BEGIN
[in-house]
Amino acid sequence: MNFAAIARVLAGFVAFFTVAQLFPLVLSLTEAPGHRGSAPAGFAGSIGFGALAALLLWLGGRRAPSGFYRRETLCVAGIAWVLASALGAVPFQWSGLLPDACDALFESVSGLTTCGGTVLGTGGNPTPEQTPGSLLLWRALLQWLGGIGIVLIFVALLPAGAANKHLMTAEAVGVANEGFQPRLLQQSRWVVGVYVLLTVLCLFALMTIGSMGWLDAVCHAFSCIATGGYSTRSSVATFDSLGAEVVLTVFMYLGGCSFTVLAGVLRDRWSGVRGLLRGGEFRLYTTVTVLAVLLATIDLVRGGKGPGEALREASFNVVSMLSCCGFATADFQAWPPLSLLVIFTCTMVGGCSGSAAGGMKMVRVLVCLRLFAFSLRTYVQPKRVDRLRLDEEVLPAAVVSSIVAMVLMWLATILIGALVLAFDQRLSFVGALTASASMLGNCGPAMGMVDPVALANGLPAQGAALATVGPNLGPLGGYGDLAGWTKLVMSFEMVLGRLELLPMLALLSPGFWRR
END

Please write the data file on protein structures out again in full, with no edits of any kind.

[in-house]
Amino acid sequence: MNFAAIARVLAGFVAFFTVAQLFPLVLSLTEAPGHRGSAPAGFAGSIGFGALAALLLWLGGRRAPSGFYRRETLCVAGIAWVLASALGAVPFQWSGLLPDACDALFESVSGLTTCGGTVLGTGGNPTPEQTPGSLLLWRALLQWLGGIGIVLIFVALLPAGAANKHLMTAEAVGVANEGFQPRLLQQSRWVVGVYVLLTVLCLFALMTIGSMGWLDAVCHAFSCIATGGYSTRSSVATFDSLGAEVVLTVFMYLGGCSFTVLAGVLRDRWSGVRGLLRGGEFRLYTTVTVLAVLLATIDLVRGGKGPGEALREASFNVVSMLSCCGFATADFQAWPPLSLLVIFTCTMVGGCSGSAAGGMKMVRVLVCLRLFAFSLRTYVQPKRVDRLRLDEEVLPAAVVSSIVAMVLMWLATILIGALVLAFDQRLSFVGALTASASMLGNCGPAMGMVDPVALANGLPAQGAALATVGPNLGPLGGYGDLAGWTKLVMSFEMVLGRLELLPMLALLSPGFWRR